Jiang Shixue is describing to me one of the most exciting moments of his life:
U.S. stocks were mixed Friday, a day after finishing the previous session at multi-year highs. But the moves were minor as investors hesitated ahead of a key vote on a second bailout for Greece.
Hedge fund titan John Paulson is predicting that Greece may default by the end of next month causing the euro to break up, according to Bloomberg News.
Rumors about the European Central Bank exchanging holdings of Greek bonds with Greece for less than face value are back today.
The latest buzz from Europe is that in order for Greece to get a bailout, the leader of the super-right LAOS party will need to sign a letter saying he endorses the latest reform plan.
Good morning. Here's what you need to know.
Stocks are selling off sharply across Europe
Back in the hot days of July 2011, European leaders demanded austerity from Greece.
The persistent European debt crisis, the messy U.S. fiscal situation, and the slowing Chinese economy all continue to pose threats to the global economy in 2012
A quick look at 10-year Italian yields reveals... they've stopped improving. In fact, rather than moving towards 5%, they're going back to 6%.
Greece is being raped and pillaged
How the IMF Got Its Keynesian Groove Back ... Two events in recent years put the IMF back on the Keynesian track:
As debt-plagued Greece struggles to meet Europe’s strict terms for receiving its next round of bailout money, the lesson of Portugal might bear watching. Unlike Greece, Portugal is a debtor nation that has done everything that the European Union and
Greece is becoming the test site for an extreme case of neoliberal social engineering.Entered By: Robert Lee
The great myth of the last few decades is that people can establish sustainable savings by investing in other people’s debt.
As anticipated in November 2011, Moody's Investors Service has today adjusted the sovereign debt ratings of selected EU countries in order to reflect their susceptibility to the growing financial and macroeconomic risks emanating from the euro area c
The European Union is likely to take action against Spain's newly installed government by May for delaying austerity measures. European Commission believes the new government overstated the deficit figures for 2011 so the current year's data would lo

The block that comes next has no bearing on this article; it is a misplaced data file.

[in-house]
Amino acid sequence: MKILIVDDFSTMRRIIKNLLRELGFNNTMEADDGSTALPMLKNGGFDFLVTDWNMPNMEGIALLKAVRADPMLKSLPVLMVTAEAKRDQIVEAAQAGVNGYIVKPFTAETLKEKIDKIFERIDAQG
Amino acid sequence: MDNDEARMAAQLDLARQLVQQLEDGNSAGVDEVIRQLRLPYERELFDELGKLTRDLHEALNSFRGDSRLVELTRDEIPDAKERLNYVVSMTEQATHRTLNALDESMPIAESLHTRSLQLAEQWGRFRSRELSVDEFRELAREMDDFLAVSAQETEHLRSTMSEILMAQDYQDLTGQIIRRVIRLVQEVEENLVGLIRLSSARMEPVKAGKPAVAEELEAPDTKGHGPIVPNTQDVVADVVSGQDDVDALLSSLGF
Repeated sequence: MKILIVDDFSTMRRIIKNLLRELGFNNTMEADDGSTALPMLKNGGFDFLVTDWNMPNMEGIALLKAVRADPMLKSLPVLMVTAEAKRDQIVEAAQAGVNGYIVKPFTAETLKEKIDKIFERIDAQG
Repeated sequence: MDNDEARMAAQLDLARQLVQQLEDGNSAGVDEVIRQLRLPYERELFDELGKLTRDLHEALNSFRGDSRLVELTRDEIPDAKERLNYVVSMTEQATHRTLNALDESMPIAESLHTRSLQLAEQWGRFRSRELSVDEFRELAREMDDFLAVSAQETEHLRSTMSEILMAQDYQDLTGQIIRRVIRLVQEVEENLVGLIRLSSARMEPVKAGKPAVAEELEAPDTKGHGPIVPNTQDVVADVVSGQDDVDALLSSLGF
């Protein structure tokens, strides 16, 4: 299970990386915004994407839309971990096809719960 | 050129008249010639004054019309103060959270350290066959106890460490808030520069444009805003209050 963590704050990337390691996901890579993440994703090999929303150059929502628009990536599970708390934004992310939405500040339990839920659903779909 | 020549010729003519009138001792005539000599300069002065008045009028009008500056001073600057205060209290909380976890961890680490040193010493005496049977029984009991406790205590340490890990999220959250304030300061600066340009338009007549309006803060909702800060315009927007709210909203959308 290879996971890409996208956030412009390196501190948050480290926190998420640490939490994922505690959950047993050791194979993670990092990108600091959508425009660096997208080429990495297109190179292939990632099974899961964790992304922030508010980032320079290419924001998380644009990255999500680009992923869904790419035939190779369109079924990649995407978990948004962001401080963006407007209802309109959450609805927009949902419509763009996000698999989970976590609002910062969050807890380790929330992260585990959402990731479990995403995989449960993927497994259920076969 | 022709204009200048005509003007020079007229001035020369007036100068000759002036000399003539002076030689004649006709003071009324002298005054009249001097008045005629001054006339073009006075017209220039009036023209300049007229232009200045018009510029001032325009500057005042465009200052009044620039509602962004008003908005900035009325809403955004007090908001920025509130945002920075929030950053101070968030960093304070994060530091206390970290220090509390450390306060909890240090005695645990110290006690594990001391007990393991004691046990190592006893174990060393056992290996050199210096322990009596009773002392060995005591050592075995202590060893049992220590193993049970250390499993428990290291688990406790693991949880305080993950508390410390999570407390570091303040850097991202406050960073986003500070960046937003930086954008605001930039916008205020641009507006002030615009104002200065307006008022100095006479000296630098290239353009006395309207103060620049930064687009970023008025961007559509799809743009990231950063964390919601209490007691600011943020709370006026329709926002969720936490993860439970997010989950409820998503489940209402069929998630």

Rating agency Moody's warned it may cut the triple-A ratings of France, Britain and Austria and it downgraded six other European nations including Italy, Spain and Portugal, citing growing risks from Europe's debt crisis.
Greek people being consigned to serfdom and deep poverty
...CUTS OUTLOOK ON Aaa RATED FRANCE, AUSTRIA AND UK
Protesters in Athens are clashing with police, some throwing stones and Molotov cocktails. Greece's coalition government managed to agree on a new austerity deal their creditors demanded.
Stocks rose Monday as Greece's parliament approved strict financial reforms needed to obtain its latest international bailout package.
ATHENS -- Greek lawmakers on Monday approved harsh new austerity measures demanded by bailout creditors to save the debt-crippled nation from bankruptcy, after rioters in central Athens torched buildings, looted shops and clashed with riot police.
Rating agency Standard & Poor's downgraded 34 Italian banks on Friday, including heavyweights UniCredit (CRDI.MI) and Intesa Sanpaolo (ISP.MI), citing a reduced ability to roll over their wholesale debt and expected weak profitability.
Although hopes for a positive outcome in Greece were buoyed by news that Greek politicians had come to an agreement on austerity measures yesterday, that enthusiasm has quickly vanished.
If the global economy is not heading for a recession, then why is global shipping slowing down so dramatically? Many economists believe that measures of global shipping such as the Baltic Dry Index are leading economic indicators.
Greek political leaders failed early on Thursday to sign off on a tough reform and austerity program, the price of a new international bailout for the nation, but Prime Minister Lucas Papademos said they would try to strike a deal within hours.
At this point everyone is so habituated to worthless updates from Greece that we are shocked Bloomberg even noticed. Either way, here is latest Greek headline tape bomb, via BBG, which looks at a leaked Troika draft report obtained by Bloomberg.
At 2,717 feet, the Burj Khalifa is the tallest building in the world, but since its opening two years ago, it has struggled to profit from its grand reputation.
Yesterday, the WSJ reported that the European Central Bank may have conceded to return Greek sovereign bonds to Greece in exchange for less money than the bonds' face value. This is probably the start of something big.